WASHINGTON - Federal regulators have approached big banks about borrowing billions of dollars to shore up the dwindling government fund that insures customers' deposit accounts.
The loans from the banks would go to the fund maintained by the Federal Deposit Insurance Corp. that insures depositors when banks fail, two industry officials familiar with the conversations, who requested anonymity because the plans are still evolving, said yesterday.
Regulators also are considering levying a special emergency fee on all banks, requiring early payment of regular fees or tapping a $100 billion credit line with the U.S. Treasury, the officials said.
FDIC spokesman Andrew Gray said that while borrowing from the banks "is an option, it's not being given serious consideration."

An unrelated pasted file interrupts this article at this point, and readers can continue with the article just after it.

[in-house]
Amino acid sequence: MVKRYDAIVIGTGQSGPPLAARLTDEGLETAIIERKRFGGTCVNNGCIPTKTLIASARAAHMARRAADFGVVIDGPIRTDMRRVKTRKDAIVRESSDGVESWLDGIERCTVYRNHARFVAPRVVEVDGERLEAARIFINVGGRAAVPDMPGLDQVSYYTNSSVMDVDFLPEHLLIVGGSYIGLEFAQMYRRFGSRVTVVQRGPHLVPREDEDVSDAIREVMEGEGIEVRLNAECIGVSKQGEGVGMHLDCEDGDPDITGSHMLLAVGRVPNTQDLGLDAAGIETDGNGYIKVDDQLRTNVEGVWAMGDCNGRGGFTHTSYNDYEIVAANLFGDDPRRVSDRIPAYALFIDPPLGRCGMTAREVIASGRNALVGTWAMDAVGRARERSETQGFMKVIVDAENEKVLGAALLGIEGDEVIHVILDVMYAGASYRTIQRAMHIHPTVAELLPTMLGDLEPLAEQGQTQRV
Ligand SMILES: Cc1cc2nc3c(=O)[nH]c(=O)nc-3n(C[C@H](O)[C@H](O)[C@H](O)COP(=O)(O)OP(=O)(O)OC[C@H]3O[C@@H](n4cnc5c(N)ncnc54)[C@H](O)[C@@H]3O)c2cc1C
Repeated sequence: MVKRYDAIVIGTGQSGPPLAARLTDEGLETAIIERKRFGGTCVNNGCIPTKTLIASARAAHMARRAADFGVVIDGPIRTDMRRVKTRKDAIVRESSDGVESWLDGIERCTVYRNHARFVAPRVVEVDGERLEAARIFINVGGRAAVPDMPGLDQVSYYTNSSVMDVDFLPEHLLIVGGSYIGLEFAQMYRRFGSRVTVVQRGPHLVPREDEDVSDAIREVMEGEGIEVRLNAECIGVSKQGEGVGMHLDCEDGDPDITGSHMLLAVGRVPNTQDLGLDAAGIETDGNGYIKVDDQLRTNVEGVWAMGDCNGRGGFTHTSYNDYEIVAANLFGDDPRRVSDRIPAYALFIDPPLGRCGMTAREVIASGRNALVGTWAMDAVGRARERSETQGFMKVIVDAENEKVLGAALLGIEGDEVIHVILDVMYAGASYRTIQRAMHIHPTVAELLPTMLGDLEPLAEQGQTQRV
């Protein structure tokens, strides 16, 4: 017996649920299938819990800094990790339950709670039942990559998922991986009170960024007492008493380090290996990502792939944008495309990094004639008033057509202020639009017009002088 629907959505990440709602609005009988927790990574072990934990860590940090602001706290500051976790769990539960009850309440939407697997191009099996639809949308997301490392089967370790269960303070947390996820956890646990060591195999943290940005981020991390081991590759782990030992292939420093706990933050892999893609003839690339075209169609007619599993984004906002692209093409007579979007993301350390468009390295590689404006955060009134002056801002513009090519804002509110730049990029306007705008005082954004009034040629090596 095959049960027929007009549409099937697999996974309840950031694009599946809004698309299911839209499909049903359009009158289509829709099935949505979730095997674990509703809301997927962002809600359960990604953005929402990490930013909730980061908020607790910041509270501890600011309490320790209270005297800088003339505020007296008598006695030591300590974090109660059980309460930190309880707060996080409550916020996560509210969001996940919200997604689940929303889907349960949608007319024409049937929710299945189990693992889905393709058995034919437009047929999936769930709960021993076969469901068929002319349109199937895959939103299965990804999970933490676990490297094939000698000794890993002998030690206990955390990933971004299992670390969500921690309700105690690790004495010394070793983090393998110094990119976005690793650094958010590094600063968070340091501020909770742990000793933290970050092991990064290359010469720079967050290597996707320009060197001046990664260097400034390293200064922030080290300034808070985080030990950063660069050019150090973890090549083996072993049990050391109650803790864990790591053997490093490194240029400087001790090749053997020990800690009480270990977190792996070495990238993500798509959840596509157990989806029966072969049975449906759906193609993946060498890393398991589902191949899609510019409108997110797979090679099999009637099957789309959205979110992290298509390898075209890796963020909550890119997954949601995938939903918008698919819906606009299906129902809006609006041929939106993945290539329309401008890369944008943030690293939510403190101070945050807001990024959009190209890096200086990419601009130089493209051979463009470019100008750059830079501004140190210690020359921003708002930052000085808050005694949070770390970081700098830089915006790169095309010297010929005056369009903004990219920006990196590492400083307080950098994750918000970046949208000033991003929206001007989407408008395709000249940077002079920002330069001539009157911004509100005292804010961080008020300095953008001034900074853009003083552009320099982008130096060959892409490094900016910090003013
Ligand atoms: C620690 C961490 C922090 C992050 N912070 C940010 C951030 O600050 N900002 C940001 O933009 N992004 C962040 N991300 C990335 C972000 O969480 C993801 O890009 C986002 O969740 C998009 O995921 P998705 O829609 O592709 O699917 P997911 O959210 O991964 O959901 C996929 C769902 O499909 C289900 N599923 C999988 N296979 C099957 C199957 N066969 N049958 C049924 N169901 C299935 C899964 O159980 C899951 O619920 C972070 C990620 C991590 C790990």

An agency board meeting to discuss the plans is scheduled for next week.
But a government official familiar with the FDIC board's thinking said yesterday the plan was being considered.
The fund, which insures deposit accounts up to $250,000 for each bank customer, is at its lowest level since 1992, at the height of the savings-and-loan crisis. Ongoing losses on commercial real estate and other loans continue to cause multiple bank failures each week.
The fund has slipped to 0.22 percent of insured deposits, below a congressionally mandated minimum of 1.15 percent.
The FDIC estimates bank failures will cost the fund about $70 billion through 2013. Ninety-four banks have failed so far this year.